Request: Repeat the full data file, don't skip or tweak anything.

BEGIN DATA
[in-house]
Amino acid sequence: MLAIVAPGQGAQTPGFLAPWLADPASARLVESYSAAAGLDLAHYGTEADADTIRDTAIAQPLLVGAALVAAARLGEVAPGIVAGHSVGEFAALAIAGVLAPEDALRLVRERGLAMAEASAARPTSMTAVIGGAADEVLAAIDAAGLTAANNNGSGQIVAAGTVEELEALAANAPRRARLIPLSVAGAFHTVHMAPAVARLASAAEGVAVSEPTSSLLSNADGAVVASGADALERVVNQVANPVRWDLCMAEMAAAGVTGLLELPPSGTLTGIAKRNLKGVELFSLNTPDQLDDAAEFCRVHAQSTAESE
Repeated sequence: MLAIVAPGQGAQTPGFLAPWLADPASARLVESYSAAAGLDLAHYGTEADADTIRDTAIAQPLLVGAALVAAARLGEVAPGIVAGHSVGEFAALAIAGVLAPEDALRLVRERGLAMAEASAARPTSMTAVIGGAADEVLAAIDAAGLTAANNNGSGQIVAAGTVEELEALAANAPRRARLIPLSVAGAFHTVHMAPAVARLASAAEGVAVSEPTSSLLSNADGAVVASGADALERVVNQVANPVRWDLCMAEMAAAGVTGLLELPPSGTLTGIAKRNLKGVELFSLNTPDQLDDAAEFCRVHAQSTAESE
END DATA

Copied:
[in-house]
Amino acid sequence: MLAIVAPGQGAQTPGFLAPWLADPASARLVESYSAAAGLDLAHYGTEADADTIRDTAIAQPLLVGAALVAAARLGEVAPGIVAGHSVGEFAALAIAGVLAPEDALRLVRERGLAMAEASAARPTSMTAVIGGAADEVLAAIDAAGLTAANNNGSGQIVAAGTVEELEALAANAPRRARLIPLSVAGAFHTVHMAPAVARLASAAEGVAVSEPTSSLLSNADGAVVASGADALERVVNQVANPVRWDLCMAEMAAAGVTGLLELPPSGTLTGIAKRNLKGVELFSLNTPDQLDDAAEFCRVHAQSTAESE
Repeated sequence: MLAIVAPGQGAQTPGFLAPWLADPASARLVESYSAAAGLDLAHYGTEADADTIRDTAIAQPLLVGAALVAAARLGEVAPGIVAGHSVGEFAALAIAGVLAPEDALRLVRERGLAMAEASAARPTSMTAVIGGAADEVLAAIDAAGLTAANNNGSGQIVAAGTVEELEALAANAPRRARLIPLSVAGAFHTVHMAPAVARLASAAEGVAVSEPTSSLLSNADGAVVASGADALERVVNQVANPVRWDLCMAEMAAAGVTGLLELPPSGTLTGIAKRNLKGVELFSLNTPDQLDDAAEFCRVHAQSTAESE